John 1: 6-8, 19-28
The announcement of God’s next move comes with immediacy – and mixed responses
6 There was a man sent from God whose name was John.
- This is the apostle John writing about John the Baptist.
7 He came as a witness to testify concerning that light, so that through him all might believe.
- John the gospel writer uses the word for ‘witness’ or ‘testify’ far more than Matthew, Mark and Luke. His gospel sets out from the start to show that the facts about Jesus are well attested.
- “So that through him…” John the Baptist’s ministry was a particular one – to testify about Jesus and point people to Him. They would not believe “in” John, but by means of, and “through” John.
8 He himself was not the light; he came only as a witness to the light.
- Such was his following that some people were getting exaggerated ideas about who John was – see v. 21 below.
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19 Now this was John’s testimony when the Jewish leaders in Jerusalem sent priests and Levites to ask him who he was.
- This was a delegation from the religious ruling council, the Sanhedrin, to check out the activities of someone who was to them an unauthorised teacher. In the 16th and 17th centuries in England, people who taught without the authorisation of the established church were commonly penalised and imprisoned – like John Bunyan – or worse. John Wesley, an Anglican cleric, was much criticised for his “enthusiasm” and was generally not allowed to preach in church buildings.
20 He did not fail to confess, but confessed freely, “I am not the Messiah.”
21 They asked him, “Then who are you? Are you Elijah?” He said, “I am not.”
“Are you the Prophet?” He answered, “No.”
- His appearance and ministry was in the style of Elijah, and Jews knew that Elijah had not died. So was this Elijah returned? Similarly “the Prophet”, Deuteronomy 18:15 . They were expecting various people to appear with the coming Messiah.
22 Finally they said, “Who are you? Give us an answer to take back to those who sent us. What do you say about yourself?”
23 John replied in the words of Isaiah the prophet, “I am the voice of one calling in the wilderness, ‘Make straight the way for the Lord.’ ”
- The Qumran community had applied Isaiah 40:3 to themselves. Their understanding of it? Isolating themselves to secure their own salvation. Here John is making a much more missional call to “make straight the way” for the Messiah and enabling people to make their own preparation by getting right with God – repentance.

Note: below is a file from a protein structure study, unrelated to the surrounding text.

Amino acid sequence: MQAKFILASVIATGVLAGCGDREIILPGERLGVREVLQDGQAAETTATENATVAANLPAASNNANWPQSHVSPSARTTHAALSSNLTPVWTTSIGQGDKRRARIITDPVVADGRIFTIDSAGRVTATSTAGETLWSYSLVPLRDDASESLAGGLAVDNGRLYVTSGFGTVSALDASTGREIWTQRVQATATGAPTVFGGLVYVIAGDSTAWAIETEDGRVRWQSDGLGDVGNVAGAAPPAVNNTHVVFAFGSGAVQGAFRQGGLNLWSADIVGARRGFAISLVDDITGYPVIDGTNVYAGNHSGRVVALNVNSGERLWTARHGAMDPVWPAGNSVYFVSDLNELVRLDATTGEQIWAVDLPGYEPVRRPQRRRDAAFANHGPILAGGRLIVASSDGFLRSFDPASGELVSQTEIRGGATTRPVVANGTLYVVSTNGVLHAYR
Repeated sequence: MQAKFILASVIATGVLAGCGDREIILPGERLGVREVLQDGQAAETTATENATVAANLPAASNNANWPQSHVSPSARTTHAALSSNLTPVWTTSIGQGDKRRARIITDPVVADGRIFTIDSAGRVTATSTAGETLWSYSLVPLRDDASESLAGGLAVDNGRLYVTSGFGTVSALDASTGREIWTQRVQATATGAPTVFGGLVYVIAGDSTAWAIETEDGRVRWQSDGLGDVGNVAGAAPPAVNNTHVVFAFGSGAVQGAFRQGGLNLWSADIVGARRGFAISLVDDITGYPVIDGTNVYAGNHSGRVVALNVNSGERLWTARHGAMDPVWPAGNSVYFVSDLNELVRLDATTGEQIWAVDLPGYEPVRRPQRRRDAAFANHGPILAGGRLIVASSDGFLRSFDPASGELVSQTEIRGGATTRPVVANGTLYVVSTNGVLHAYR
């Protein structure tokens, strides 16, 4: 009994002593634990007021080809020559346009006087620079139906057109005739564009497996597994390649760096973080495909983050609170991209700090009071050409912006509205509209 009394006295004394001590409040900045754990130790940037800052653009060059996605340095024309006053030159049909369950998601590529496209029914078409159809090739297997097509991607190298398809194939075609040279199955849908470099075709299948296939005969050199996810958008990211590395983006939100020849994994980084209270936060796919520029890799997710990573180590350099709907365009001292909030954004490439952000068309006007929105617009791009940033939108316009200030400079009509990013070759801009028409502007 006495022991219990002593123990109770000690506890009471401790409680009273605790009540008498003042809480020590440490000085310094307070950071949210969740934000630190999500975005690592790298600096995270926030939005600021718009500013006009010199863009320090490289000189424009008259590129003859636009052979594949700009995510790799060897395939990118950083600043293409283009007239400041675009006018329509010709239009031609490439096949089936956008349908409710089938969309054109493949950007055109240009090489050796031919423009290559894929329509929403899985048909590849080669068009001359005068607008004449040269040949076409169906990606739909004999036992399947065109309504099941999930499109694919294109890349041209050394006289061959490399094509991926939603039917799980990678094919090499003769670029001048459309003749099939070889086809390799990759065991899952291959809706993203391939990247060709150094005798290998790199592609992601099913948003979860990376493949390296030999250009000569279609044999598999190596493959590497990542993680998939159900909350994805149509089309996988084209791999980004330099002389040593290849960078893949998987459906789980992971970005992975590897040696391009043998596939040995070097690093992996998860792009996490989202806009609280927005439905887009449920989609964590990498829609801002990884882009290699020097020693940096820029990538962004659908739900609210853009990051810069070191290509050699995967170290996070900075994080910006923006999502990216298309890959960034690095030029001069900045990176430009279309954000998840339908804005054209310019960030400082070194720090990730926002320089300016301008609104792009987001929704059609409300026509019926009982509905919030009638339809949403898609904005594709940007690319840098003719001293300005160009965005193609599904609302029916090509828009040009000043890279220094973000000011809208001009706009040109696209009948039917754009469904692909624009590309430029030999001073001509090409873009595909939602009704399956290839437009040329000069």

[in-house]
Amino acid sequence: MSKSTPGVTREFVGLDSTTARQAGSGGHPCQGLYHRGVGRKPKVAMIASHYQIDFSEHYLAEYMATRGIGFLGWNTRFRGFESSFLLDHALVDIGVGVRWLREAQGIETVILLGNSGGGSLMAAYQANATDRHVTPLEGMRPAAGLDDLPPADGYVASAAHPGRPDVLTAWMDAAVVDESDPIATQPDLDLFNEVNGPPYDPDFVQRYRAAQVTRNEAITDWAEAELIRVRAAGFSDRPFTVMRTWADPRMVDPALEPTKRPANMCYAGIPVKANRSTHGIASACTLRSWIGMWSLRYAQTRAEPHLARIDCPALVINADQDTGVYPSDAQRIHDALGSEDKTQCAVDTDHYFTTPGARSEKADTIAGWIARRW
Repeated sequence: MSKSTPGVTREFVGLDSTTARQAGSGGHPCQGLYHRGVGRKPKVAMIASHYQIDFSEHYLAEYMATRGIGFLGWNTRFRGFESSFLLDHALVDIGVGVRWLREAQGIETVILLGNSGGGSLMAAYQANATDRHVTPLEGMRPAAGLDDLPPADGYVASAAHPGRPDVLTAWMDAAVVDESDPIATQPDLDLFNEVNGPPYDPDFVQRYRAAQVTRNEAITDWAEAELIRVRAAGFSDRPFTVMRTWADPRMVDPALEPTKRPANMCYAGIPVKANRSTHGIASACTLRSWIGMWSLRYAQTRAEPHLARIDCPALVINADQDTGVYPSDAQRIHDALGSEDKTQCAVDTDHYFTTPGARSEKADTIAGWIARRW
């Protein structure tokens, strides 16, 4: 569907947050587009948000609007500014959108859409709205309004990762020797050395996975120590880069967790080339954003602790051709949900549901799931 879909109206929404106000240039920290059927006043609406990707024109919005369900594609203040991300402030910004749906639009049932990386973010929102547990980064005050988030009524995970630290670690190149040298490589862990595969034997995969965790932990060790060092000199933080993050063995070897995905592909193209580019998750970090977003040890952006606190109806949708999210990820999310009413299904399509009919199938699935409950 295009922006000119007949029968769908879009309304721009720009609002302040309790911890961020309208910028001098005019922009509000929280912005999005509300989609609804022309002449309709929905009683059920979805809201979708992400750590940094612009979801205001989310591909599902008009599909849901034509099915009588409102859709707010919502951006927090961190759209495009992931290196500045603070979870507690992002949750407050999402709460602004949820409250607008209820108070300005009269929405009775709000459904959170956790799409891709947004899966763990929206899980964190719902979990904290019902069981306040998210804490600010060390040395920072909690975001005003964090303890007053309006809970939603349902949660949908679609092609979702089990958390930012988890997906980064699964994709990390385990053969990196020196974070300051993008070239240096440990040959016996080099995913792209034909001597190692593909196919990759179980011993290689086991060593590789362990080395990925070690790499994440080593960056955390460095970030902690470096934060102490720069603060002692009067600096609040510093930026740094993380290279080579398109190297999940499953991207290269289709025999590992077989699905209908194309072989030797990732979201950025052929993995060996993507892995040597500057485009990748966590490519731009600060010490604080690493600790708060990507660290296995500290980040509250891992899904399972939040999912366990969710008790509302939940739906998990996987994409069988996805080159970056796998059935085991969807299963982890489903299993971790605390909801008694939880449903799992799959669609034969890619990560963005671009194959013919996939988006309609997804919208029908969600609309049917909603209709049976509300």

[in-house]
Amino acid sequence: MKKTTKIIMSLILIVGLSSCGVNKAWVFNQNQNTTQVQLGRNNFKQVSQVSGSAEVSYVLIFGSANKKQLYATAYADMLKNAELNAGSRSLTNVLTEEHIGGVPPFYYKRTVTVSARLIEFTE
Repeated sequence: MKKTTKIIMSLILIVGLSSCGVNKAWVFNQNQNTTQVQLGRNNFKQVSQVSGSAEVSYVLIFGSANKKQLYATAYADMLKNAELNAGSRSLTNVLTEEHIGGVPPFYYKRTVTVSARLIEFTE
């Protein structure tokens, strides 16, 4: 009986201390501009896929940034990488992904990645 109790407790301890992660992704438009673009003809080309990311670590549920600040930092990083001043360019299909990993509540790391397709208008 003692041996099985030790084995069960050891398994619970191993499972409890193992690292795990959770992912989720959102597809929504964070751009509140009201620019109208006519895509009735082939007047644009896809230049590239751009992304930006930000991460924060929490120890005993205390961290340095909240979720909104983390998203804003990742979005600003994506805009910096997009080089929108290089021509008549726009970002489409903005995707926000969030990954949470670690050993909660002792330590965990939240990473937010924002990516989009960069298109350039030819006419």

- Baptism, with the same connotations of turning decisively from the old life to the new, became the symbol of membership in Jesus’ kingdom.
24-25 Now the Pharisees who had been sent questioned him, “Why then do you baptize if you are not the Messiah, nor Elijah, nor the Prophet?”
- The Pharisees held to a conservative theological position and were expecting the Messiah. John, as a forerunner, looked like a candidate but denied being that.
26 “I baptize with water,” John replied, “but among you stands one you do not know.
27 He is the one who comes after me, the straps of whose sandals I am not worthy to untie.”
- John tells them that the anointed One they are seeking is right there with them in the crowd and that this is to be a much greater ministry.
28 This all happened at Bethany on the other side of the Jordan, where John was baptizing.
- Not the Bethany mentioned elsewhere that is close to Jerusalem.
Who were the last of the Old Testament prophets? We think of Habakkuk and Zechariah and Malachi, and then there was a period of about 400 years without a prophetic word being recorded. Jesus came right at the end of the Old Covenant era, and by His life, death and resurrection He gave us a new and better covenant based on new life trusting Him as Saviour and Lord. The Old Covenant, the Jewish system of rules and regulations would have been difficult enough for us, even if as Gentiles we could be included.
Jesus was among the crowds that came to the Jordan for a baptism of repentance, and that baptism was carried out by a kind of Elijah figure, in the way he dressed and lived – an outsider. He had a message to proclaim, and it was a direct and challenging call. Get right with God! Someone far greater than me is coming after me, in fact He is here! Demonstrate your readiness by going into the water for baptism, an act of repentance!
John was the last of the O.T. prophets. His cousin, Jesus of Nazareth, spoke for God and challenged about the kingdom of God – but we would agree He was more than a prophet.
6. Are we more ready to criticise what we don’t like, or more ready to look for how we can make straight the way or the Lord?
7. Does the call to repent sound like condemnation; or do we see it as encouragement into what God might be preparing us for?